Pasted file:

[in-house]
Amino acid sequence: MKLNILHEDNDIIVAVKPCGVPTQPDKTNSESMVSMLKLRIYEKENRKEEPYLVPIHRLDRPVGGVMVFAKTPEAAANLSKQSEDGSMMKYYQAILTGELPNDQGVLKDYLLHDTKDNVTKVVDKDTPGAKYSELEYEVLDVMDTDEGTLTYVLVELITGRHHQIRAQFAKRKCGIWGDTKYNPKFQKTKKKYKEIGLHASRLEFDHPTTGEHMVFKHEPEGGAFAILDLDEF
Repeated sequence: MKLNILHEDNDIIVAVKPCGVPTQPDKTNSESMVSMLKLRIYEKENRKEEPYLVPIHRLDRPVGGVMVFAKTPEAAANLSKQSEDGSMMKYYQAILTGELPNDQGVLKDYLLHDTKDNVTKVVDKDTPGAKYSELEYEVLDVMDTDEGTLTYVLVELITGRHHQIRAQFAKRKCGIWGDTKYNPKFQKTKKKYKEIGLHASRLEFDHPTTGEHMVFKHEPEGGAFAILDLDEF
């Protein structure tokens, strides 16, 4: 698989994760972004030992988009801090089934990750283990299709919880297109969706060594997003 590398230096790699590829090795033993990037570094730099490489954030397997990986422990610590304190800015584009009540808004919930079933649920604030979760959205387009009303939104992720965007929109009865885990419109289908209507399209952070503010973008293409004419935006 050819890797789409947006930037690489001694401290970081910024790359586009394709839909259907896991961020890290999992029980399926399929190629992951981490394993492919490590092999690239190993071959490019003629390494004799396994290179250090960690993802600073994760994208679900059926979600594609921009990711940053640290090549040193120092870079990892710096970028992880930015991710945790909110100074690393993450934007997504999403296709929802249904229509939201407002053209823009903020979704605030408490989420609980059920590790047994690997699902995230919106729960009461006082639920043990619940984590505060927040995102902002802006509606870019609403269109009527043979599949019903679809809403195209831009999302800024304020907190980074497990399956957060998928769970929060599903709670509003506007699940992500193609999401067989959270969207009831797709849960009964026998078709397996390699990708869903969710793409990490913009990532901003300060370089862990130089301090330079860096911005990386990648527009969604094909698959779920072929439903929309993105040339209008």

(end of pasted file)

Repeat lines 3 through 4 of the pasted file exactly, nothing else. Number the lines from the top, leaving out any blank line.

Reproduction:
Repeated sequence: MKLNILHEDNDIIVAVKPCGVPTQPDKTNSESMVSMLKLRIYEKENRKEEPYLVPIHRLDRPVGGVMVFAKTPEAAANLSKQSEDGSMMKYYQAILTGELPNDQGVLKDYLLHDTKDNVTKVVDKDTPGAKYSELEYEVLDVMDTDEGTLTYVLVELITGRHHQIRAQFAKRKCGIWGDTKYNPKFQKTKKKYKEIGLHASRLEFDHPTTGEHMVFKHEPEGGAFAILDLDEF
């Protein structure tokens, strides 16, 4: 698989994760972004030992988009801090089934990750283990299709919880297109969706060594997003 590398230096790699590829090795033993990037570094730099490489954030397997990986422990610590304190800015584009009540808004919930079933649920604030979760959205387009009303939104992720965007929109009865885990419109289908209507399209952070503010973008293409004419935006 050819890797789409947006930037690489001694401290970081910024790359586009394709839909259907896991961020890290999992029980399926399929190629992951981490394993492919490590092999690239190993071959490019003629390494004799396994290179250090960690993802600073994760994208679900059926979600594609921009990711940053640290090549040193120092870079990892710096970028992880930015991710945790909110100074690393993450934007997504999403296709929802249904229509939201407002053209823009903020979704605030408490989420609980059920590790047994690997699902995230919106729960009461006082639920043990619940984590505060927040995102902002802006509606870019609403269109009527043979599949019903679809809403195209831009999302800024304020907190980074497990399956957060998928769970929060599903709670509003506007699940992500193609999401067989959270969207009831797709849960009964026998078709397996390699990708869903969710793409990490913009990532901003300060370089862990130089301090330079860096911005990386990648527009969604094909698959779920072929439903929309993105040339209008």